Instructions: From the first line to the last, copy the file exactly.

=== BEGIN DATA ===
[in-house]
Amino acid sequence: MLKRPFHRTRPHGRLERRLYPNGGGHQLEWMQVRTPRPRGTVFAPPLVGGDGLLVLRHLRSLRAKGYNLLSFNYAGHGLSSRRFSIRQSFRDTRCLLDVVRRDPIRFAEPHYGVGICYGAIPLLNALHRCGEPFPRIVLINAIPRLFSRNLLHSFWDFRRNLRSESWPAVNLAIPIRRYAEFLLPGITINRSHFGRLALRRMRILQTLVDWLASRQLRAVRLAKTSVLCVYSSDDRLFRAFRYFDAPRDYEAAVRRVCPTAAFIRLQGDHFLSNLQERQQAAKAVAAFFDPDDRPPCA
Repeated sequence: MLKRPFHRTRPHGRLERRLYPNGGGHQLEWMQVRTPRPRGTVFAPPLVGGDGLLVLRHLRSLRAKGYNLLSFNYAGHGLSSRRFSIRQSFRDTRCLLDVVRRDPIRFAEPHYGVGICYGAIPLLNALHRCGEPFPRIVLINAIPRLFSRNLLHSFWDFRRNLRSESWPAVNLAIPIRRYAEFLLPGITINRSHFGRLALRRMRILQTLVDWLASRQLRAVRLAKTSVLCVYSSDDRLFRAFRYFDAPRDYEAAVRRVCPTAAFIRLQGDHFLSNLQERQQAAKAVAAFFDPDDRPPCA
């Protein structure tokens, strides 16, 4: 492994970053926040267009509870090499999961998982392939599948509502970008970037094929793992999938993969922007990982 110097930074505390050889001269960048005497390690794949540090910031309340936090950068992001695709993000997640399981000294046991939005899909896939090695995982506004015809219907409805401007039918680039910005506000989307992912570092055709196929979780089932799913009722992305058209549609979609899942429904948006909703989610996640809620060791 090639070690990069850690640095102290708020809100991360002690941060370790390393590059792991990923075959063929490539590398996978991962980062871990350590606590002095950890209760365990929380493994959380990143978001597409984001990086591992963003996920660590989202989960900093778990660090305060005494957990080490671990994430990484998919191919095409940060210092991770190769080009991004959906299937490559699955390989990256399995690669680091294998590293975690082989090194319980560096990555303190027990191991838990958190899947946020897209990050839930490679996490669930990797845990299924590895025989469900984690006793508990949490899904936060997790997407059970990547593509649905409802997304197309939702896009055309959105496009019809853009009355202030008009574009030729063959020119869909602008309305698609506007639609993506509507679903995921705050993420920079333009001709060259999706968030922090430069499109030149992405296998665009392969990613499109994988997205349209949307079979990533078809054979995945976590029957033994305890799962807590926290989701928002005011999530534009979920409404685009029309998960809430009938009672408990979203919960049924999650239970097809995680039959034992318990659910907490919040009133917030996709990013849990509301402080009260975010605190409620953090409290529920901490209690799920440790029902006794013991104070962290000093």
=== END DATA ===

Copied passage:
[in-house]
Amino acid sequence: MLKRPFHRTRPHGRLERRLYPNGGGHQLEWMQVRTPRPRGTVFAPPLVGGDGLLVLRHLRSLRAKGYNLLSFNYAGHGLSSRRFSIRQSFRDTRCLLDVVRRDPIRFAEPHYGVGICYGAIPLLNALHRCGEPFPRIVLINAIPRLFSRNLLHSFWDFRRNLRSESWPAVNLAIPIRRYAEFLLPGITINRSHFGRLALRRMRILQTLVDWLASRQLRAVRLAKTSVLCVYSSDDRLFRAFRYFDAPRDYEAAVRRVCPTAAFIRLQGDHFLSNLQERQQAAKAVAAFFDPDDRPPCA
Repeated sequence: MLKRPFHRTRPHGRLERRLYPNGGGHQLEWMQVRTPRPRGTVFAPPLVGGDGLLVLRHLRSLRAKGYNLLSFNYAGHGLSSRRFSIRQSFRDTRCLLDVVRRDPIRFAEPHYGVGICYGAIPLLNALHRCGEPFPRIVLINAIPRLFSRNLLHSFWDFRRNLRSESWPAVNLAIPIRRYAEFLLPGITINRSHFGRLALRRMRILQTLVDWLASRQLRAVRLAKTSVLCVYSSDDRLFRAFRYFDAPRDYEAAVRRVCPTAAFIRLQGDHFLSNLQERQQAAKAVAAFFDPDDRPPCA
């Protein structure tokens, strides 16, 4: 492994970053926040267009509870090499999961998982392939599948509502970008970037094929793992999938993969922007990982 110097930074505390050889001269960048005497390690794949540090910031309340936090950068992001695709993000997640399981000294046991939005899909896939090695995982506004015809219907409805401007039918680039910005506000989307992912570092055709196929979780089932799913009722992305058209549609979609899942429904948006909703989610996640809620060791 090639070690990069850690640095102290708020809100991360002690941060370790390393590059792991990923075959063929490539590398996978991962980062871990350590606590002095950890209760365990929380493994959380990143978001597409984001990086591992963003996920660590989202989960900093778990660090305060005494957990080490671990994430990484998919191919095409940060210092991770190769080009991004959906299937490559699955390989990256399995690669680091294998590293975690082989090194319980560096990555303190027990191991838990958190899947946020897209990050839930490679996490669930990797845990299924590895025989469900984690006793508990949490899904936060997790997407059970990547593509649905409802997304197309939702896009055309959105496009019809853009009355202030008009574009030729063959020119869909602008309305698609506007639609993506509507679903995921705050993420920079333009001709060259999706968030922090430069499109030149992405296998665009392969990613499109994988997205349209949307079979990533078809054979995945976590029957033994305890799962807590926290989701928002005011999530534009979920409404685009029309998960809430009938009672408990979203919960049924999650239970097809995680039959034992318990659910907490919040009133917030996709990013849990509301402080009260975010605190409620953090409290529920901490209690799920440790029902006794013991104070962290000093």